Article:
Double your pleasure

Tandem bikes an uncommon sight on the trails

Tandems are not as maneuverable around tight switchbacks, but, on the good side, they are very stable going downhill. Sarah Mah/Desert Rat Tours



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Tandems are not as maneuverable around tight switchbacks, but, on the good side, they are very stable going downhill. Sarah Mah/Desert Rat Tours

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“Whoa, no way!  I’ve never seen one of those before.  How do you…?”

During the past 12 years we have started countless trailside conversations this way. One thing about a mountain tandem: it is a great conversation starter.

We got into mountain tandeming as a way to share the fun of mountain biking together.  We get to ride as hard as we want, stay together, talk, and explore great places.  Now it has also become a family activity as we introduce our six-year-old to mountain biking on the back of a “Big Yellow Tandem” (BYT for short).  Throughout our time riding big bikes we’ve tried quite a few different trails and bike set-ups as well as introducing as many people as possible to tandeming.

One of the hardest things about getting into mountain tandeming is that it is almost impossible to go to your local shop to test one.  Finding the right bike, the right size, and even discovering IF you would like it is a big hurdle. If you want to try before you buy, the best solutions are to ask around at local shops to see if anyone nearby owns a mountain tandem, to check online tandem forums such as Double Forte or MTBR.com’s tandem and regional forums, or to look for a used tandem on Craigslist or other bike site. 

To be trailworthy, especially on the rugged trails in this region, a tandem needs a frame and parts strong enough to handle the stress of two riders; disc brakes and front suspension are highly recommended.  A tandem can’t pop the front wheel up to clear obstacles, so you need something to let you run over things easier.  Brands to look for include Ventana, Fandango (mtbtandems.com), Ellsworth, da Vinci, and Santana.  In the used market, look for Cannondale, Burley, and KHS entry level tandems.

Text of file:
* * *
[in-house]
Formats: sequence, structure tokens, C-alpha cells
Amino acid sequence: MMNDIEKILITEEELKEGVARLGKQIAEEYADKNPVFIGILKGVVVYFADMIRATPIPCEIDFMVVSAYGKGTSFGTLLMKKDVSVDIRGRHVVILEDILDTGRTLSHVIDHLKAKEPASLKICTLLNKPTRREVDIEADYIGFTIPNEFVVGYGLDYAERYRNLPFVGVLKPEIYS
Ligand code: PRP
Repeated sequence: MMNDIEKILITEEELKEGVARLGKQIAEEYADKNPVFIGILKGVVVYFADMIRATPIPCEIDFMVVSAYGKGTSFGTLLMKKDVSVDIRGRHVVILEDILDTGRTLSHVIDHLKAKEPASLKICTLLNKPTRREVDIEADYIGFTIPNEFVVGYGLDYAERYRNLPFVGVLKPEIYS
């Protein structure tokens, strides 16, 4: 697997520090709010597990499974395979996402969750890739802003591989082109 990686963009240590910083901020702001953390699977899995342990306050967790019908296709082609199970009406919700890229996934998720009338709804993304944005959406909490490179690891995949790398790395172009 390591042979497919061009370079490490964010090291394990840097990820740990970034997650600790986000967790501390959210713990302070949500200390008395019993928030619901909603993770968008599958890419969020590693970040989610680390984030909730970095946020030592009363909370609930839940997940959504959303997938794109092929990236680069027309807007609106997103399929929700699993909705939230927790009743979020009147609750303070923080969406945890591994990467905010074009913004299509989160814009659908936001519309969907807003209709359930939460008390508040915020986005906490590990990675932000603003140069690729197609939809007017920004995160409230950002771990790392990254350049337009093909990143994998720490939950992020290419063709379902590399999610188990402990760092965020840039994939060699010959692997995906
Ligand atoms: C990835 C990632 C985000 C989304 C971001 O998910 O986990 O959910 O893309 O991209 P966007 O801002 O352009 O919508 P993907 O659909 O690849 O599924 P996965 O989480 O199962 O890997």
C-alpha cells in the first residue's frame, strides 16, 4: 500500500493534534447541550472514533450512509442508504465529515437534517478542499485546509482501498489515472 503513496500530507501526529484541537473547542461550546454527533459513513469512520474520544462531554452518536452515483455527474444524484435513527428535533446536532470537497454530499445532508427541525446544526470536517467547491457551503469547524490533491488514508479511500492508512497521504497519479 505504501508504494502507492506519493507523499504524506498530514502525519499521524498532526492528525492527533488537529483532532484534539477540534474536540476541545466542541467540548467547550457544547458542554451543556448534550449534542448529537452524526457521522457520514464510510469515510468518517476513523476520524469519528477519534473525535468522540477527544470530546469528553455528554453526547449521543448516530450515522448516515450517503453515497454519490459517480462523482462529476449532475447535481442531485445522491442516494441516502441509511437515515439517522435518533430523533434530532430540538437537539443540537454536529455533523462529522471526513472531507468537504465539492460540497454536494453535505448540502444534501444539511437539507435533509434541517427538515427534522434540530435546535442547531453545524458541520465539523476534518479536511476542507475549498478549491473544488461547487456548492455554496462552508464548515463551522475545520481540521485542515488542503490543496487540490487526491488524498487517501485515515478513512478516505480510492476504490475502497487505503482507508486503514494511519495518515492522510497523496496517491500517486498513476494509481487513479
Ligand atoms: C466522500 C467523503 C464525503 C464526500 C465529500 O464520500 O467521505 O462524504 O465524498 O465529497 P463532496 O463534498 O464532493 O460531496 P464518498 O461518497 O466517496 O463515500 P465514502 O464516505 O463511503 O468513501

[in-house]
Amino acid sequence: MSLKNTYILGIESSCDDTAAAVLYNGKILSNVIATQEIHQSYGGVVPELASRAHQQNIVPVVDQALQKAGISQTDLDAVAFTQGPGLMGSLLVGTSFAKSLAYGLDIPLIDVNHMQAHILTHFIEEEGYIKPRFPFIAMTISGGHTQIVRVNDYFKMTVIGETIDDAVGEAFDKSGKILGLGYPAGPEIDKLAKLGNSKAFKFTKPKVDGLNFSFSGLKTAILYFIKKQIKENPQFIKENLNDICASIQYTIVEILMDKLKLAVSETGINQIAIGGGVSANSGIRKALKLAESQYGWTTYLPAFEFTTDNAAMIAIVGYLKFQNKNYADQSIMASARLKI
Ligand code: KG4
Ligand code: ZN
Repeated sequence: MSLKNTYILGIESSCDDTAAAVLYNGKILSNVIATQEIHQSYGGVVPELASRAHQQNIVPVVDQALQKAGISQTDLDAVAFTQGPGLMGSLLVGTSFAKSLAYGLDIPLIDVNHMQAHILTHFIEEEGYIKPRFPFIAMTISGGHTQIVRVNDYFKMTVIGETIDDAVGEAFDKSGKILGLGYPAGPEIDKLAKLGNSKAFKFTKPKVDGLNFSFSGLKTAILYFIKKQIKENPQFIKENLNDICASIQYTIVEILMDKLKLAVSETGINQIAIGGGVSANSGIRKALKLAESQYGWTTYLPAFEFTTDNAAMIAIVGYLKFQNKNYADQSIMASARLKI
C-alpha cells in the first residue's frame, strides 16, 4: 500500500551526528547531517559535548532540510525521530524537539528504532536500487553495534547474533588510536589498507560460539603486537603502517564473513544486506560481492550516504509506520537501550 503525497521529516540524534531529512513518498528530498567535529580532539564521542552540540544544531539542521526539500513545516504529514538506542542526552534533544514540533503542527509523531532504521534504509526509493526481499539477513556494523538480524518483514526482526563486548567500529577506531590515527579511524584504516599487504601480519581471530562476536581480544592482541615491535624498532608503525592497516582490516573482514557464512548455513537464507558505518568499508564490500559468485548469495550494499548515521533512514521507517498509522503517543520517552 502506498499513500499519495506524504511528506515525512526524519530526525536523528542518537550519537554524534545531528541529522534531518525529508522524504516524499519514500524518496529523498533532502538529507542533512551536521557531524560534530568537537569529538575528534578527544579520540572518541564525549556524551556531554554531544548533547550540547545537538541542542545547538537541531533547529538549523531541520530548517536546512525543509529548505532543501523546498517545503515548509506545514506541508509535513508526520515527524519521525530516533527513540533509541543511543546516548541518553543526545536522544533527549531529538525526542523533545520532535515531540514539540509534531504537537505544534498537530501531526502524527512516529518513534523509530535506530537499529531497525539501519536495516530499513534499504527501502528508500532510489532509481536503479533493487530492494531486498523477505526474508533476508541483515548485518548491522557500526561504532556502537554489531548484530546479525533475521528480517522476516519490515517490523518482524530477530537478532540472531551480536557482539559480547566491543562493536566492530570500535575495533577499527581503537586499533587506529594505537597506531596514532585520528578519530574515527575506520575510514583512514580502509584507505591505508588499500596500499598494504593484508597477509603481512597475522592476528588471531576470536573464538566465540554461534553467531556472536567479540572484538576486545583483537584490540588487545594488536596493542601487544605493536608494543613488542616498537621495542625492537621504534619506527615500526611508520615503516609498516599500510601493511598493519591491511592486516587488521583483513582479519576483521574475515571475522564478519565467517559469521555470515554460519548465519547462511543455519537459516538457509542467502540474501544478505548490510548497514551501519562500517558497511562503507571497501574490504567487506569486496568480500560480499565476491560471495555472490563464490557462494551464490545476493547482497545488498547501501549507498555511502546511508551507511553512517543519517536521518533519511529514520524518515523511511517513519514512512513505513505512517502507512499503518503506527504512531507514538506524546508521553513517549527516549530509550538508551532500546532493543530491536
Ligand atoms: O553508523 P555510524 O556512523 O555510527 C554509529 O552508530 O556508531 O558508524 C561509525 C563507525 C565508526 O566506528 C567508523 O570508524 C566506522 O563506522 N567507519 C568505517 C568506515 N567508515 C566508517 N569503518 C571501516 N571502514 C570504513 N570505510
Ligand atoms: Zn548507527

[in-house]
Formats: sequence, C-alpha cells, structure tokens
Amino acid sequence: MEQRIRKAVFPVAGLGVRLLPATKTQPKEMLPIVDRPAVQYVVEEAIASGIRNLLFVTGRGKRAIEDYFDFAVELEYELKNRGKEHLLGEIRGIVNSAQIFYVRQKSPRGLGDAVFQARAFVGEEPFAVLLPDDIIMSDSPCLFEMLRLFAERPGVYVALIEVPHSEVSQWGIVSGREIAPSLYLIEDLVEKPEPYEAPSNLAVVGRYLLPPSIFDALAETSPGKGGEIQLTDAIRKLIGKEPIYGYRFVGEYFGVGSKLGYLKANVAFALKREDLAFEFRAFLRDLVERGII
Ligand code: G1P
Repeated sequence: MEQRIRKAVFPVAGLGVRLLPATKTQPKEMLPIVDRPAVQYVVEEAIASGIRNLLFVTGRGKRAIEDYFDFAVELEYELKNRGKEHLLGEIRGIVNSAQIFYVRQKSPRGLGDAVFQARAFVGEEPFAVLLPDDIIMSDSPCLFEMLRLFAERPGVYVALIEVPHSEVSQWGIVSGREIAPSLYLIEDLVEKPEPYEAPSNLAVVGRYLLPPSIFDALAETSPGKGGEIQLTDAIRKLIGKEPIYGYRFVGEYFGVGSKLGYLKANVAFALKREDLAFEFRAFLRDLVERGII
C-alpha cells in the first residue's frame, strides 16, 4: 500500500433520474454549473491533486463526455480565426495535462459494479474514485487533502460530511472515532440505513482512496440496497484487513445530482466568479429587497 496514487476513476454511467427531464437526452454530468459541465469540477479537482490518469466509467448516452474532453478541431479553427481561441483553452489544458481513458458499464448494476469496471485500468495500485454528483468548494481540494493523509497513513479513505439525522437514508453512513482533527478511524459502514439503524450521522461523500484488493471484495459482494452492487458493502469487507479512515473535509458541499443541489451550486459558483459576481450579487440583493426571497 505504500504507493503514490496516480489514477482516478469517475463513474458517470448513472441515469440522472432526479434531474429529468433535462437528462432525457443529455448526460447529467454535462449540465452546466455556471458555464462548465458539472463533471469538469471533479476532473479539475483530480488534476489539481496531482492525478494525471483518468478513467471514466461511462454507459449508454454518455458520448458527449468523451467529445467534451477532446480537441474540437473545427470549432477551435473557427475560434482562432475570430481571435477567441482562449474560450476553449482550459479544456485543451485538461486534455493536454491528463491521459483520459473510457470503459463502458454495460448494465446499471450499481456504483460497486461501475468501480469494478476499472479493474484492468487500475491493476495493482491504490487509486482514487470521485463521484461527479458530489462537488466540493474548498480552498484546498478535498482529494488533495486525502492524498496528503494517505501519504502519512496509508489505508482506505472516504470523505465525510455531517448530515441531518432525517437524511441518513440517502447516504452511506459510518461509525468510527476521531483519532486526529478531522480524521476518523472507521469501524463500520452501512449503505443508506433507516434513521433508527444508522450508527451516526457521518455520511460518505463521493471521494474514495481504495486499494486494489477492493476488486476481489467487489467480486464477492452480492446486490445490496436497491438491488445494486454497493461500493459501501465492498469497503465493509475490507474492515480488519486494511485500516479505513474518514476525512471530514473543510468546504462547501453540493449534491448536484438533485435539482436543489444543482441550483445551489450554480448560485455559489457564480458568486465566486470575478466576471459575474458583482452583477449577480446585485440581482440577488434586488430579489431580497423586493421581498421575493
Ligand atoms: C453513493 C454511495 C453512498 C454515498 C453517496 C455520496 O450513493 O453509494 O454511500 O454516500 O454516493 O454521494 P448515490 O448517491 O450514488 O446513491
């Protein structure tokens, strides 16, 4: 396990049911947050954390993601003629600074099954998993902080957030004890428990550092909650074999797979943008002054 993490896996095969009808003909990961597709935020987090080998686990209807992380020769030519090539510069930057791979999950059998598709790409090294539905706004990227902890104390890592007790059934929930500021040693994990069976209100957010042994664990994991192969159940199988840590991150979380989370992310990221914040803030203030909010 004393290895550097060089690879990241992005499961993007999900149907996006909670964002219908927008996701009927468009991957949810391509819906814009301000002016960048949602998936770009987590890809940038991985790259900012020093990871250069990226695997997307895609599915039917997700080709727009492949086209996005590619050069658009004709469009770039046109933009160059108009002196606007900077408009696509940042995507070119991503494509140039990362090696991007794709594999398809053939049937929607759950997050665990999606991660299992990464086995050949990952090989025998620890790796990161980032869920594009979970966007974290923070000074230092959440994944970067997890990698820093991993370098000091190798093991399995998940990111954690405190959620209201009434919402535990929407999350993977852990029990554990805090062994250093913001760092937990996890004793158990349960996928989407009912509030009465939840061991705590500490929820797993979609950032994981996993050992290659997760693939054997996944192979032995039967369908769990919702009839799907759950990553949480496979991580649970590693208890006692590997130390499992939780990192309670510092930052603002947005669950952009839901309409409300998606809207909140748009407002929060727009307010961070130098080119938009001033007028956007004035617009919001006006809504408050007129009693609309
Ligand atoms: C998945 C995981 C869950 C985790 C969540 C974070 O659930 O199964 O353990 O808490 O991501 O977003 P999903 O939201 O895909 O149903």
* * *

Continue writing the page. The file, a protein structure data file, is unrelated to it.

When learning to tandem, the most important thing to remember is “if the stoker (person in back) isn’t happy, no one is happy.” Start off on pavement first in order to gain confidence in mounting, dismounting, starting, stopping, and turning, then move on to easy trails.  A tandem handles differently due to its mass and long wheelbase and you want to be secure with the basics before hitting too many challenges.  For example, tandems are not as maneuverable around tight switchbacks, but, on the good side, they are very stable going downhill and it is really difficult to go over the bars. 

Having a good experience for both riders is the key to continued tandem riding.  Since the person in back can’t see the trail as well, most teams develop a series of warnings and cues to alert the stoker of what is coming up.  Words like “drop,” “duck,” “shifting,” “big bump,” and “uh, oh” become common trail talk.

The trails in this area can be basically divided into three groups of technical difficulty: easy, moderate and hard.  Easy would include much of the 18 Road area.  Moderate trails are Western Rim (Rabbit Valley), Grand Mesa trails, and most of the Loma area.  Difficult trails are found at Lunch Loops, as well as Mack Ridge in the Loma system.

— Heather, Chris, and Cailan McKim

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